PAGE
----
fairtrade, fair trade and free trade
Today marks the start of Fairtrade Fortnight and given that fair trading is such a key part of our ethos, one might ask why so little of what goes in the boxes carries the Fairtrade label. Fairtrade guarantees that producers are paid a minimum price and that an additional premium is paid to support social, environmental and development projects. Its limitations are that it only covers certain crops, it does not reward quality, it is not available to growers in more developed countries who can suffer similar exploitation and it does not provide any guarantee of a market. When we have no relationship with a grower (as with the bananas we buy from the Dominican Republic), Fairtrade is the best option; so over 95% of our bananas are Fairtrade certified, as are many of our pineapples and mangoes from West Africa.
Rather than insisting on ethical audits and a paper trail of certification, we think we can benefit suppliers more effectively by building trusting, long-term, mutually beneficial personal relationships. Communication and planning bring two big advantages to this approach; working together to improve quality and providing a secure market. Over 80% of the fruit and veg in the boxes has been grown to a programme developed over many years, with prices agreed before the crop is sown. We have been doing this for many years with our co-op in the UK but this is now increasingly the approach we are using with foreign suppliers.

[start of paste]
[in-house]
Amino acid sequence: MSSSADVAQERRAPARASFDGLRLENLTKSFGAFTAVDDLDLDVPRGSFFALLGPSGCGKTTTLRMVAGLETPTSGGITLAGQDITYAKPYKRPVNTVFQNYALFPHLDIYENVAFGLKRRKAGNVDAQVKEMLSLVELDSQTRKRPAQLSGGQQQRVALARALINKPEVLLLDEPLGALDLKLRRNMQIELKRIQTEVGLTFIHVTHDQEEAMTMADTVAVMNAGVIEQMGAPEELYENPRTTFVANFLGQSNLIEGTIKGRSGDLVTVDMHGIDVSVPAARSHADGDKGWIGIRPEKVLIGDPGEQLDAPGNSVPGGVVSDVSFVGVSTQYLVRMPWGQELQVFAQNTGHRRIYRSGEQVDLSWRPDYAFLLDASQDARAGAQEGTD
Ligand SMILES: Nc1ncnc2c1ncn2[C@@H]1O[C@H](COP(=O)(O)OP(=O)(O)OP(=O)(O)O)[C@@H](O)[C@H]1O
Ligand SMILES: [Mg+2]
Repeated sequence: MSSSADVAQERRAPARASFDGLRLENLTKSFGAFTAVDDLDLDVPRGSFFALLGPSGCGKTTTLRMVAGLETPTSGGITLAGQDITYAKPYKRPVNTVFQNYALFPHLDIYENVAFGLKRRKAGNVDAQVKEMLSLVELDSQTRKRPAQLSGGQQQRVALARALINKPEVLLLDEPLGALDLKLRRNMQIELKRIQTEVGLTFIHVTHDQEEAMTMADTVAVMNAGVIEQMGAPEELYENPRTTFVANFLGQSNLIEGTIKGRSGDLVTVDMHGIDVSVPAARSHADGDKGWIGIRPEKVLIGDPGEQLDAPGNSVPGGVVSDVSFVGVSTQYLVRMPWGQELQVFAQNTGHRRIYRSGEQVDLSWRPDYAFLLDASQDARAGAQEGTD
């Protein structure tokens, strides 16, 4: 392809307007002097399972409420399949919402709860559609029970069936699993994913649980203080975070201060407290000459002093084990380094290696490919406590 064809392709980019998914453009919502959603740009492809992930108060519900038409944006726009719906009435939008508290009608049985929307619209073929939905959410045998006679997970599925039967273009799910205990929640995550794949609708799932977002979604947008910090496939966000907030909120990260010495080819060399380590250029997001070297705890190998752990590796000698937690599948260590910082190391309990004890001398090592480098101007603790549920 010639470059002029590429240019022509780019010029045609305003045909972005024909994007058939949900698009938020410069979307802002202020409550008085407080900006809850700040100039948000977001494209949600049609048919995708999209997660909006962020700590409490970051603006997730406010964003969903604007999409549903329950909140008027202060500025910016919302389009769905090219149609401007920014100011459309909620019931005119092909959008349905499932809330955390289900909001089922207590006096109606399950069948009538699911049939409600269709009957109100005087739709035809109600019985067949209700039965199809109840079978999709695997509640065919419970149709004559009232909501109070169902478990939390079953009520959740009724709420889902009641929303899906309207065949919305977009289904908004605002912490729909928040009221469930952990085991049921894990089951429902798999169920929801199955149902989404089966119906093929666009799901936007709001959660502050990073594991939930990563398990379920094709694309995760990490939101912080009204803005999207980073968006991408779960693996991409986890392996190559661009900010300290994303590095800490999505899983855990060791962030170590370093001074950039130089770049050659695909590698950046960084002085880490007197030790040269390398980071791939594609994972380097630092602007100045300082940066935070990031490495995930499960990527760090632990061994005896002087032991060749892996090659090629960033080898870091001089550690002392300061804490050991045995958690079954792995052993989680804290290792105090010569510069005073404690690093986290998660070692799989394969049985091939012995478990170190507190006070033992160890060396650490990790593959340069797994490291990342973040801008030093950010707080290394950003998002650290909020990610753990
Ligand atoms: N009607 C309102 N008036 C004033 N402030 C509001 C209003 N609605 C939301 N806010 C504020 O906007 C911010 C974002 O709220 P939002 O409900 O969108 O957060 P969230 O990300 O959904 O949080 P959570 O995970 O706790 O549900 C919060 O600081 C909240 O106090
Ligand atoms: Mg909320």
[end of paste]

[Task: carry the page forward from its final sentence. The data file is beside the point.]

We also visit our growers as often as possible and invite them to gather at Riverford once a year to eat, discuss the future and exchange ideas. The 2010 gathering is happening next Saturday 6th March; we are expecting 70 growers from the UK and Europe, plus a few from Africa and South America. They are always incredibly enthusiastic about the box scheme; partly for the security it provides but even more for the sense of being valued; something that never comes from a supermarket buyer. For more on how we work with growers overseas see our